- In total, 3/20 (15%) of the patients had a strong fear that insulin would not be available and that they would die as a result. After longer conversations, it turned out that the three patients had family trauma concerning Siberia or Auschwitz experiences, which could be interpreted as transmitted family war experiences related to a high level of fear concerning a lack of supplies.
Family conflicts due to being together for a long time
- In total, 14/20 (70%) of the consulted patients reported some family tensions or conflicts related to the need to spent a lot of time together in an unexpected lockdown situation.
- The patients connected their stress with worse glycemic control.
Need to describe how the patient is coping with an epidemic (to gain reinforcement)
- In total, 5 patients decided to attend the consultations to make sure that they were coping well and to describe how they cope with everyday lockdown challenges concerning type 1 diabetes mellitus and how they support other patients with the disease. They also searched for reinforcement and the possibility of not being alone during their everyday challenges.
Worsening of previously present symptoms of mental disorders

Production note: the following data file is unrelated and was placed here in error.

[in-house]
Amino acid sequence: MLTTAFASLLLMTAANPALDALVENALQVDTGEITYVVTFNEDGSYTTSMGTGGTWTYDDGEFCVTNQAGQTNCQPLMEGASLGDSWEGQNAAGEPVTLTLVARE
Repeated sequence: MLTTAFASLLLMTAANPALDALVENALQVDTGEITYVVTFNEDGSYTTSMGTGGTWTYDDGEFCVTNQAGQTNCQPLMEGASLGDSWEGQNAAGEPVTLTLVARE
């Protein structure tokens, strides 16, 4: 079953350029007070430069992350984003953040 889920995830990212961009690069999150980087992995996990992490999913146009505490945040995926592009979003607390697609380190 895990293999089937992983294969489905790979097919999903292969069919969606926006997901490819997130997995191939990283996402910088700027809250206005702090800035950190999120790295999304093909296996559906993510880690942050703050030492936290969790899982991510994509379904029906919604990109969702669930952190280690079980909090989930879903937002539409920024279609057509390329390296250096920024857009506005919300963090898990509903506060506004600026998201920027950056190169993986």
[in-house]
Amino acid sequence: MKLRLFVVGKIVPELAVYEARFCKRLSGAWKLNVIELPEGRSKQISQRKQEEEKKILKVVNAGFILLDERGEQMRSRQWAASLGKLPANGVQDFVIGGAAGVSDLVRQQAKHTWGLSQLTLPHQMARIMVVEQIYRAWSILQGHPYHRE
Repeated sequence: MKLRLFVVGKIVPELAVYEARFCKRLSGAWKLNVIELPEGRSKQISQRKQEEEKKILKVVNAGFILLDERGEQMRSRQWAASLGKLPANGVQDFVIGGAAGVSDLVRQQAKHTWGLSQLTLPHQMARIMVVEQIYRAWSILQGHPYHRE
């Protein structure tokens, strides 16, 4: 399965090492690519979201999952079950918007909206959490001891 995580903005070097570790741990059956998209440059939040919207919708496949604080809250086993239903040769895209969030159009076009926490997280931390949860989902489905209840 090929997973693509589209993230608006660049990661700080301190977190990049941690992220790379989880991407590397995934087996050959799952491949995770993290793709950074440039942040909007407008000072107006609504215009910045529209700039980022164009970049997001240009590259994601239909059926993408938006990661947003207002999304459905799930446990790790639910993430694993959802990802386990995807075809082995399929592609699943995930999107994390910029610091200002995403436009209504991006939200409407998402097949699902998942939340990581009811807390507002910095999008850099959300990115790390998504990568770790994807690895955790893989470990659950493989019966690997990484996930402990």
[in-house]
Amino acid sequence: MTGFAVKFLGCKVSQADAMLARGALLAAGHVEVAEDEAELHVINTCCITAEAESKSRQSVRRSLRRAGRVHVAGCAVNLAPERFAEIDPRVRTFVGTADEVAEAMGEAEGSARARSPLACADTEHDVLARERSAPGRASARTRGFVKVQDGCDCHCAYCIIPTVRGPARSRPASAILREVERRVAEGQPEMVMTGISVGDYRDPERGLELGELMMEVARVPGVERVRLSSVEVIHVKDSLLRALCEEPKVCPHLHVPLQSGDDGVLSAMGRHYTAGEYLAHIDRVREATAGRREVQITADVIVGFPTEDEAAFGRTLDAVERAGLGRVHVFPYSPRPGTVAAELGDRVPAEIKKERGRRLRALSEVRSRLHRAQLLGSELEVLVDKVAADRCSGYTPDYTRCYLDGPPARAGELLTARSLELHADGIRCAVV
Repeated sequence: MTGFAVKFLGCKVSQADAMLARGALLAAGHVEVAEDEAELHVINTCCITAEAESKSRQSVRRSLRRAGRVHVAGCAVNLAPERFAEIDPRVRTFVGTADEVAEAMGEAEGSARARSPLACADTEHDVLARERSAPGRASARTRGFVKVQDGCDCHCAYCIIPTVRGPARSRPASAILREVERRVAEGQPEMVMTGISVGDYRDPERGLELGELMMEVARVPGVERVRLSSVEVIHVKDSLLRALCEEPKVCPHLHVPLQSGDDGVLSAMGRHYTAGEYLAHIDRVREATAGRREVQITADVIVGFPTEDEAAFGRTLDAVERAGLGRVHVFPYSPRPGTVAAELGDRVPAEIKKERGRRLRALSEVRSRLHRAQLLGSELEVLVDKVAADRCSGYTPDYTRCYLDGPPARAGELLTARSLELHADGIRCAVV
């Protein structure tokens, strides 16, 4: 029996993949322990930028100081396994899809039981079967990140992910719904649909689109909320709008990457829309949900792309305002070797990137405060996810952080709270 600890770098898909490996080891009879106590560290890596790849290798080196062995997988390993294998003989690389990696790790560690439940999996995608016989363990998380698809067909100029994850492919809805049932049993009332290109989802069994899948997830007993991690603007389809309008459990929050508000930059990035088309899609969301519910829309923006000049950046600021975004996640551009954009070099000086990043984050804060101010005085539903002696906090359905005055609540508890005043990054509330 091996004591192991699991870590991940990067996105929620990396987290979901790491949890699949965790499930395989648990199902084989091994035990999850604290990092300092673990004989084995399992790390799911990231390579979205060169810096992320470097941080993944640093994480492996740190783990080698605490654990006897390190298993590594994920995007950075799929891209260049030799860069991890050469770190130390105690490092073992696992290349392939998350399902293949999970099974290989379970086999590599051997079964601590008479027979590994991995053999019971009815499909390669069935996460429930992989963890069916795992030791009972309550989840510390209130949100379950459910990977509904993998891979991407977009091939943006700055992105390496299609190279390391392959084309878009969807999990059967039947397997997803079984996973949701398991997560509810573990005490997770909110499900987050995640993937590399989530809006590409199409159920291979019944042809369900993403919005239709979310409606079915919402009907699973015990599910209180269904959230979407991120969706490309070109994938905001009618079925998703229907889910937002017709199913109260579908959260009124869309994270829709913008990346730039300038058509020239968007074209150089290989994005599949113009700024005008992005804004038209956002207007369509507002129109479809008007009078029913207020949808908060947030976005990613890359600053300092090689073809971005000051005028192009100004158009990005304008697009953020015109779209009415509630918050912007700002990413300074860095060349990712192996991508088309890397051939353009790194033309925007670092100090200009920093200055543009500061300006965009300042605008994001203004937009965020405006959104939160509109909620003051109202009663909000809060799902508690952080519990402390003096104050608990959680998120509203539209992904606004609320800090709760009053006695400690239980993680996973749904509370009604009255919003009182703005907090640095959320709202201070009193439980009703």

- In total, 5 of the consulted patients turned out to have comorbidities to a type 1 diabetes mellitus psychiatric diagnosis. Further, they previously underwent psychological or psychiatric treatment. Some of them had limited access to their therapist and felt the need to discuss their current state. Others were still in contact with their therapist, but they felt that they needed additional crisis consultations.
- All patients who needed further psychotherapy or psychiatric consultations were taken care of, and such help was provided.
Level of Anxiety in the Examined Groups Measured With the STAI
In the first step, we checked whether the levels of state and trait anxiety varied between the studied groups. As shown in, there were statistically significant differences in terms of both these variables. A higher level of anxiety was recorded for the group of patients who asked for psychological intervention. The strength of the observed effects was moderately high ( ).
|Anxiety type||Scores of patients with T1DMa who asked for psychological intervention (n=10), mean (SD)||Scores of patients with T1DM who did not ask for psychological intervention (n=39), mean (SD)||U||Z||P value||r|
|State anxiety||47.80 (11.29)||40.08 (9.36)||113.5||−2.02||.04||0.29|
|Trait anxiety||47.20 (8.09)||40.46 (8.09)||102.5||−2.30||.02||0.33|
aT1DM: type 1 diabetes mellitus.
Level of Stress in the Examined Groups Measured With the PSS-10